North America's First Foragers Hunted These Elephant-like Creatures


A recent archeological dig in Mexico shows that gomphotheres — an extinct elephant-like animal believed to have disappeared from North America long before humans got there — actually roamed the continent longer than previously thought. Incredibly, the new evidence suggests these large mammals were hunted by the Clovis people.


Related: Ancient Native Americans Ate Pachyderms; Site Challenges Theory of Where New World Culture Began

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July 15 2014

The Most Popular Sport in North America 900 Years Ago


Beneath the freeways of East St. Louis in Illinois there lie the ruins of a city built nearly a millennium ago, around towering earthen pyramids. Today called Cahokia, it held as many as 40 thousand people, and their influence spread throughout the southeast U.S. — mostly due the popularity of a game called chunkey.

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July 15 2014

Vintage Bling: Ancient Celts May Have Had Shiny Dental Implants


Sparkly, gold grills aren't just for Flavor Flav; ancient Celts may have sought out flashy smiles as well. Archaeologists have unearthed a dental implant in a grave in France that dates to the third century B.C.

The implant — an iron pin that may have screwed into the gum to hold a decorative tooth in place — was found in the mouth of a skeleton in a Celtic burial site in La Chêne, France. The tooth was described in the June issue of the journal Antiquity.

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July 15 2014

Study: Hard Times Can Make People More Racist


When the going gets tough, the tough get... prejudiced

People perceive race differently during an economic downturn, a recent study suggests, and become subconsciously more prejudiced against dark-skinned people when times are tight.

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July 15 2014

Blackest is the new black: Scientists develop a material so dark that you can't see it...


Puritans, Goths, avant-garde artists, hell-raising poets and fashion icon Coco Chanel all saw something special in it. Now black, that most enigmatic of colours, has become even darker and more mysterious.

A British company has produced a "strange, alien" material so black that it absorbs all but 0.035 per cent of visual light, setting a new world record. To stare at the "super black" coating made of carbon nanotubes – each 10,000 times thinner than a human hair – is an odd experience. It is so dark that the human eye cannot understand what it is seeing. Shapes and contours are lost, leaving nothing but an apparent abyss.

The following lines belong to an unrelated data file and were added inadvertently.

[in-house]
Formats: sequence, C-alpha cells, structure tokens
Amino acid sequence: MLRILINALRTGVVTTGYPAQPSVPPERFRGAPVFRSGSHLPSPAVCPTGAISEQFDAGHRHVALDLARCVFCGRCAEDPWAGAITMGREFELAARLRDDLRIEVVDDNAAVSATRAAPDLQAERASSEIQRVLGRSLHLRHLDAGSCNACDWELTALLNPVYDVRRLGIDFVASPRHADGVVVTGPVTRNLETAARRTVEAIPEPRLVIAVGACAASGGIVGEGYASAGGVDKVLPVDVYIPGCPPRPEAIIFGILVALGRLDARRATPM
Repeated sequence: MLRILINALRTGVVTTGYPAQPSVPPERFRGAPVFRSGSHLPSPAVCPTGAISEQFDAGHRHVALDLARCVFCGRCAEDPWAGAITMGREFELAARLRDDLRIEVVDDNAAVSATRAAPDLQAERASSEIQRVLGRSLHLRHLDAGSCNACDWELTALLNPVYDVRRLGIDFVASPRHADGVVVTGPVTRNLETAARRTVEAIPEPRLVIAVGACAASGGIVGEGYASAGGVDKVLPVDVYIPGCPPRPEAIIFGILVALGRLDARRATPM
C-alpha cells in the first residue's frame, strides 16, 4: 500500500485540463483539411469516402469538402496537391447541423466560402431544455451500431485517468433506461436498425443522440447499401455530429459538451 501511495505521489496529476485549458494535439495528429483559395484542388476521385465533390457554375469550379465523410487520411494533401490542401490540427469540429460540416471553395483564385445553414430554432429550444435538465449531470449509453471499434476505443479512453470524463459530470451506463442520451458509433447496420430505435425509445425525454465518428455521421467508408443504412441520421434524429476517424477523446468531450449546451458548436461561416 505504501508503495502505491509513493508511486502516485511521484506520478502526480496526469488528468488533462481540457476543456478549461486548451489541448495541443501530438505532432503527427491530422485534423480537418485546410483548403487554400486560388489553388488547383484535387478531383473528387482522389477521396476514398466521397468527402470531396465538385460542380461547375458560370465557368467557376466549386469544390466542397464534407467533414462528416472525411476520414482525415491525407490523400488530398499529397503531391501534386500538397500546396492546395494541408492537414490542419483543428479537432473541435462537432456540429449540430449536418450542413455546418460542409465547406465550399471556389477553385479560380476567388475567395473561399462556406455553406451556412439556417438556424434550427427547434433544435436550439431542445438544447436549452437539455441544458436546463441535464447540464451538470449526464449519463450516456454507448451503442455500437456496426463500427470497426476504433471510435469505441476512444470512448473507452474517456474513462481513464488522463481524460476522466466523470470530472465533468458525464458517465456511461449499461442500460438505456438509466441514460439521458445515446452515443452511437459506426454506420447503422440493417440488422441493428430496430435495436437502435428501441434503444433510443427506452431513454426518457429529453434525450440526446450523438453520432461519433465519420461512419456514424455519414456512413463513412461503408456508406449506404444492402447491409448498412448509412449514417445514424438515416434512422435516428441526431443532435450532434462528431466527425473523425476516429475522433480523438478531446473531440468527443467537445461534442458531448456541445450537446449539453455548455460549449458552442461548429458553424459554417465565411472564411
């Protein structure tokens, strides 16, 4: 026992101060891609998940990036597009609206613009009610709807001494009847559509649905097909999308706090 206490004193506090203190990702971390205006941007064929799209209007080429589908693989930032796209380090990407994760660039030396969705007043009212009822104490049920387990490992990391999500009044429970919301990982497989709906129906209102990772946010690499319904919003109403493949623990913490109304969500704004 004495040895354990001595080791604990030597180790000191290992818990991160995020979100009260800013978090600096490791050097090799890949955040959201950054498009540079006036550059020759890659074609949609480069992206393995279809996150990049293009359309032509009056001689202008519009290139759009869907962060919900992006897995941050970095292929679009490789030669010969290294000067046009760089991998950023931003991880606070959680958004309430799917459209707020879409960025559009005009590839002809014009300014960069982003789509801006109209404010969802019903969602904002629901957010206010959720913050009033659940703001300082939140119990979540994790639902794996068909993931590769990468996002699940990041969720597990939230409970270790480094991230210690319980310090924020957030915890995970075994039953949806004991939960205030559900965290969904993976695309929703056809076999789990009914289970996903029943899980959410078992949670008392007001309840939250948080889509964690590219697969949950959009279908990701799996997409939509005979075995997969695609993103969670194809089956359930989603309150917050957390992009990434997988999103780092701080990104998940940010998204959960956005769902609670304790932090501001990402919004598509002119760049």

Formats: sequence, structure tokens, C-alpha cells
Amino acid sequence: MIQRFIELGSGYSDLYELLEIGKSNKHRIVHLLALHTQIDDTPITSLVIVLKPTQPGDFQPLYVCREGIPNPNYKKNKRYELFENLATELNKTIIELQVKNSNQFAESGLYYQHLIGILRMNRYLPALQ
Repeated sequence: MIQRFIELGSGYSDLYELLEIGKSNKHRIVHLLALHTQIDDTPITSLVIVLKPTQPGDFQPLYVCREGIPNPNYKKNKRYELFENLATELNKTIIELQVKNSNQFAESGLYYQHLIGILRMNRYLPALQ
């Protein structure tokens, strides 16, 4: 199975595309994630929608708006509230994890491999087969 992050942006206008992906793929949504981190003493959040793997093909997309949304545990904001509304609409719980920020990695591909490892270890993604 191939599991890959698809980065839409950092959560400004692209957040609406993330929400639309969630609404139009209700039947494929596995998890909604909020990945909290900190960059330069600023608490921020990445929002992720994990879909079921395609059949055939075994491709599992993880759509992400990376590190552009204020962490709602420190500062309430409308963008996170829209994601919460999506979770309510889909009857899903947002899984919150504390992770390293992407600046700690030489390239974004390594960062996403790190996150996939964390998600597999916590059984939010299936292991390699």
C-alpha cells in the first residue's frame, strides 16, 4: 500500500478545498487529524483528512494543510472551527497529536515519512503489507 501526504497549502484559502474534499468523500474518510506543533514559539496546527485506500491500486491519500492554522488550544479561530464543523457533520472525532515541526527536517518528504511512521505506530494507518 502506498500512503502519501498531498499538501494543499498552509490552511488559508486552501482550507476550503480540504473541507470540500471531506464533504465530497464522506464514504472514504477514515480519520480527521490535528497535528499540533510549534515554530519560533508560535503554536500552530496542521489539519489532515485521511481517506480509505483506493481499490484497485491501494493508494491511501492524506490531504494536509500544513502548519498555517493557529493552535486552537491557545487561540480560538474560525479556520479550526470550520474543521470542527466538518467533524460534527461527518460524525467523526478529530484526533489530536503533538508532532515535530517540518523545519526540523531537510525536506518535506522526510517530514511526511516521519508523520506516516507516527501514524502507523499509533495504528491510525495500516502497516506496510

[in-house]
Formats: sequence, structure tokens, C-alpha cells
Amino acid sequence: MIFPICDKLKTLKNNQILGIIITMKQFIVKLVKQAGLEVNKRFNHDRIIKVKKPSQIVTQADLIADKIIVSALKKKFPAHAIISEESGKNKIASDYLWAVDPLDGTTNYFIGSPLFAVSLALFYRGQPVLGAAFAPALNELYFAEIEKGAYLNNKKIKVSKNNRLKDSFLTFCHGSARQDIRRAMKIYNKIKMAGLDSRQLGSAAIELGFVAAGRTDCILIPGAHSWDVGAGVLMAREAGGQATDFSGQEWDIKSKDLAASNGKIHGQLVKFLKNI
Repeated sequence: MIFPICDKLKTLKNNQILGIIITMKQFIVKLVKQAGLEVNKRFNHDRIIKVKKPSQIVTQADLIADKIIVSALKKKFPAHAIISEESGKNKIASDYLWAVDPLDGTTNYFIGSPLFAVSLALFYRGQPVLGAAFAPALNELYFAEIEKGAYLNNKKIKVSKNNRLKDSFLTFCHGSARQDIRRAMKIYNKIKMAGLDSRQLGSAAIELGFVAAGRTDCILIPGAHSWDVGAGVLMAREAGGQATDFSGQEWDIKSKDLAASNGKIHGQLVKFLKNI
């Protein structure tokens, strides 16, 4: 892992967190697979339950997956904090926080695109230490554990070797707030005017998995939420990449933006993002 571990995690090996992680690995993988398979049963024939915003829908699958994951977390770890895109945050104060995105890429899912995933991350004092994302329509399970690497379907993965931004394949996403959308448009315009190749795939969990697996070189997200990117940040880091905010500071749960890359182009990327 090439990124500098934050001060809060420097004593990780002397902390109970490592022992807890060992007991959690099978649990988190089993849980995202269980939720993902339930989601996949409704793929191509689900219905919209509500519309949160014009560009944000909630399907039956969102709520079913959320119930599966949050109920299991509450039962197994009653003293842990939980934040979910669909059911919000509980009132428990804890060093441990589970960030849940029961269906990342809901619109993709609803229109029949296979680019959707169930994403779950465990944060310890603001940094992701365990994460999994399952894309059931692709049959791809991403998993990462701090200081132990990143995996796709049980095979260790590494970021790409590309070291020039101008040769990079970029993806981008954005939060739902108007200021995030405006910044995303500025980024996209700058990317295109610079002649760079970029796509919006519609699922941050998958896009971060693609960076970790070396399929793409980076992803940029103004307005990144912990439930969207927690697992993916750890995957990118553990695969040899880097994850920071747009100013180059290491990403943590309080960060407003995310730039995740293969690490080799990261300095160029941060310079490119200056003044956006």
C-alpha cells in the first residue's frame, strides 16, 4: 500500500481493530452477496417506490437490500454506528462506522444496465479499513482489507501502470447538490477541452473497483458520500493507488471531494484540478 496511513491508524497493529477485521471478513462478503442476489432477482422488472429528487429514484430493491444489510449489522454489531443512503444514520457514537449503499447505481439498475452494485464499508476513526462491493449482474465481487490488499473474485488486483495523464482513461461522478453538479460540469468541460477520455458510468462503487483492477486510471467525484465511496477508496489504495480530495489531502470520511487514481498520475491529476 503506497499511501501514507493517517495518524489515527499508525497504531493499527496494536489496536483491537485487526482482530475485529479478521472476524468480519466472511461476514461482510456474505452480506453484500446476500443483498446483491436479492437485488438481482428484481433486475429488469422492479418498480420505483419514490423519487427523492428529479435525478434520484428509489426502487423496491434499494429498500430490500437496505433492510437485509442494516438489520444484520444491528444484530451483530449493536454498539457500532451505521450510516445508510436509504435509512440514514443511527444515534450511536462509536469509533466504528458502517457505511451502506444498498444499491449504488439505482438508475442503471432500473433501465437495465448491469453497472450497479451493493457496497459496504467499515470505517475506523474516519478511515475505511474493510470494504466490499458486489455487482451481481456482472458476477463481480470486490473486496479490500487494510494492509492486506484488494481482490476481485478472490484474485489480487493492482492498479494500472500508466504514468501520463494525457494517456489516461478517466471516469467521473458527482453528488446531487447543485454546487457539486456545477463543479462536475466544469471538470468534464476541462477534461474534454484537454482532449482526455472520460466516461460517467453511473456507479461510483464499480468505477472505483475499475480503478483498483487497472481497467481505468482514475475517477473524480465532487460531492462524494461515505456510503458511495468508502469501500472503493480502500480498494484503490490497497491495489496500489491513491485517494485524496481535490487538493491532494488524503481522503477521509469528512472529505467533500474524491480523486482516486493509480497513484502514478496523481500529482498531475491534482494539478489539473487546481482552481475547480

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July 15 2014

Rupert Sheldrake Discusses Morphic Resonance and Animal Telepathy with Scientific American


The website of Scientific American currently has an excellent feature and interview with 'maverick biologist' Rupert Sheldrake, via science writer John Horgan. Though he considers himself a 'psi skeptic', Horgan's piece is warm and open-minded (we find out that Sheldrake does a good impression of his late friend, Terence McKenna) - very pleasant to see these 'heretical' topics discussed in such a convivial manner for a change.

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July 15 2014

Your friends 'may be your fourth cousins'


People tend to choose friends that are genetically similar to themselves, so much so that a person's social circle could be made up of their fourth cousins, scientists say.

The research is based on the Framingham Heart Study in the northeastern US state of Massachusetts, which contains both extensive genetic detail - 1.5 million markers - and information about friends and connections.

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July 15 2014

Hardcore pot smoking could damage the brain's pleasure center


It probably won’t come as a surprise that smoking a joint now and then will leave you feeling … pretty good, man. But smoking a lot of marijuana over a long time might do just the opposite. Scientists have found that the brains of pot abusers react less strongly to the chemical dopamine, which is responsible for creating feelings of pleasure and reward. Their blunted dopamine responses could leave heavy marijuana users living in a fog—and not the good kind.

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July 15 2014

Scientists reveal how THC – found in cannabis – ‘could slow cancer tumour growth’


Scientists at a British university have made a major breakthrough in revealing how cannabis could be used as a treatment to prevent the growth of cancer.

Research carried out by a team from the University of East Anglia (UEA) has shed light on the still “poorly understood” theory that an ingredient in marijuana has anti-cancer properties.